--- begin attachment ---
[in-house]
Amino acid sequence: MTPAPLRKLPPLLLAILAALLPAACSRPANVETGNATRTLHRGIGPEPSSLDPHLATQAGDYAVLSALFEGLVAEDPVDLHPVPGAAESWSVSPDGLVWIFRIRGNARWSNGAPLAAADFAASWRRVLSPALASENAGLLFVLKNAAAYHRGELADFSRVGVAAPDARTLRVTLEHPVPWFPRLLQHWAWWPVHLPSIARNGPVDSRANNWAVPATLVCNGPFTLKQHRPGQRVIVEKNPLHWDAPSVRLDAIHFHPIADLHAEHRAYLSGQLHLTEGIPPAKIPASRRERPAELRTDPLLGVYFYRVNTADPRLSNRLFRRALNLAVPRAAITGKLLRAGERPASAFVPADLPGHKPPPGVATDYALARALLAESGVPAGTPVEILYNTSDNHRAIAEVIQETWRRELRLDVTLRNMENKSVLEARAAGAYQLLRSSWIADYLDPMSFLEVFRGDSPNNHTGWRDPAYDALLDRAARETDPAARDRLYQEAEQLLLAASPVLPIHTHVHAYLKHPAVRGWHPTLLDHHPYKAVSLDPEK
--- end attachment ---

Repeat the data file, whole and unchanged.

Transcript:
[in-house]
Amino acid sequence: MTPAPLRKLPPLLLAILAALLPAACSRPANVETGNATRTLHRGIGPEPSSLDPHLATQAGDYAVLSALFEGLVAEDPVDLHPVPGAAESWSVSPDGLVWIFRIRGNARWSNGAPLAAADFAASWRRVLSPALASENAGLLFVLKNAAAYHRGELADFSRVGVAAPDARTLRVTLEHPVPWFPRLLQHWAWWPVHLPSIARNGPVDSRANNWAVPATLVCNGPFTLKQHRPGQRVIVEKNPLHWDAPSVRLDAIHFHPIADLHAEHRAYLSGQLHLTEGIPPAKIPASRRERPAELRTDPLLGVYFYRVNTADPRLSNRLFRRALNLAVPRAAITGKLLRAGERPASAFVPADLPGHKPPPGVATDYALARALLAESGVPAGTPVEILYNTSDNHRAIAEVIQETWRRELRLDVTLRNMENKSVLEARAAGAYQLLRSSWIADYLDPMSFLEVFRGDSPNNHTGWRDPAYDALLDRAARETDPAARDRLYQEAEQLLLAASPVLPIHTHVHAYLKHPAVRGWHPTLLDHHPYKAVSLDPEK